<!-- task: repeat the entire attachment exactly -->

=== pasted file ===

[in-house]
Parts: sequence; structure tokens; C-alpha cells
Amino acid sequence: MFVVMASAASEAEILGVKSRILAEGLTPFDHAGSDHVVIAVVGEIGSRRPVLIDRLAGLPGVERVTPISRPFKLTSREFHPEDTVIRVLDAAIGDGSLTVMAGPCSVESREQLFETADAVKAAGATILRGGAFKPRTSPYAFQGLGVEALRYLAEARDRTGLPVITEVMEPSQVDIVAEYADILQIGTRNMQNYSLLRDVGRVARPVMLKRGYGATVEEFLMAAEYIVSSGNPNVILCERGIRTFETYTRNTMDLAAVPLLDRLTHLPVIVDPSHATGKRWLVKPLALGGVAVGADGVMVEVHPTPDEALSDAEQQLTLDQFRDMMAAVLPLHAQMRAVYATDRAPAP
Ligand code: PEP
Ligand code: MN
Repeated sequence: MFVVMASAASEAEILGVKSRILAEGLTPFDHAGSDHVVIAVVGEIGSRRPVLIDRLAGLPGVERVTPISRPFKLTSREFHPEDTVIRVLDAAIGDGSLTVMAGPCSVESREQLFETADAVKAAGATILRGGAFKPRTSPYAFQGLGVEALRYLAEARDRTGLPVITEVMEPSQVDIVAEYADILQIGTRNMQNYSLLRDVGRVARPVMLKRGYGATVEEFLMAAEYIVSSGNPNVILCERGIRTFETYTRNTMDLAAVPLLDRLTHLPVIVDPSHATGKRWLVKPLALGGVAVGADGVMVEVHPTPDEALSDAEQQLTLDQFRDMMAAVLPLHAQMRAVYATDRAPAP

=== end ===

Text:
[in-house]
Parts: sequence; structure tokens; C-alpha cells
Amino acid sequence: MFVVMASAASEAEILGVKSRILAEGLTPFDHAGSDHVVIAVVGEIGSRRPVLIDRLAGLPGVERVTPISRPFKLTSREFHPEDTVIRVLDAAIGDGSLTVMAGPCSVESREQLFETADAVKAAGATILRGGAFKPRTSPYAFQGLGVEALRYLAEARDRTGLPVITEVMEPSQVDIVAEYADILQIGTRNMQNYSLLRDVGRVARPVMLKRGYGATVEEFLMAAEYIVSSGNPNVILCERGIRTFETYTRNTMDLAAVPLLDRLTHLPVIVDPSHATGKRWLVKPLALGGVAVGADGVMVEVHPTPDEALSDAEQQLTLDQFRDMMAAVLPLHAQMRAVYATDRAPAP
Ligand code: PEP
Ligand code: MN
Repeated sequence: MFVVMASAASEAEILGVKSRILAEGLTPFDHAGSDHVVIAVVGEIGSRRPVLIDRLAGLPGVERVTPISRPFKLTSREFHPEDTVIRVLDAAIGDGSLTVMAGPCSVESREQLFETADAVKAAGATILRGGAFKPRTSPYAFQGLGVEALRYLAEARDRTGLPVITEVMEPSQVDIVAEYADILQIGTRNMQNYSLLRDVGRVARPVMLKRGYGATVEEFLMAAEYIVSSGNPNVILCERGIRTFETYTRNTMDLAAVPLLDRLTHLPVIVDPSHATGKRWLVKPLALGGVAVGADGVMVEVHPTPDEALSDAEQQLTLDQFRDMMAAVLPLHAQMRAVYATDRAPAP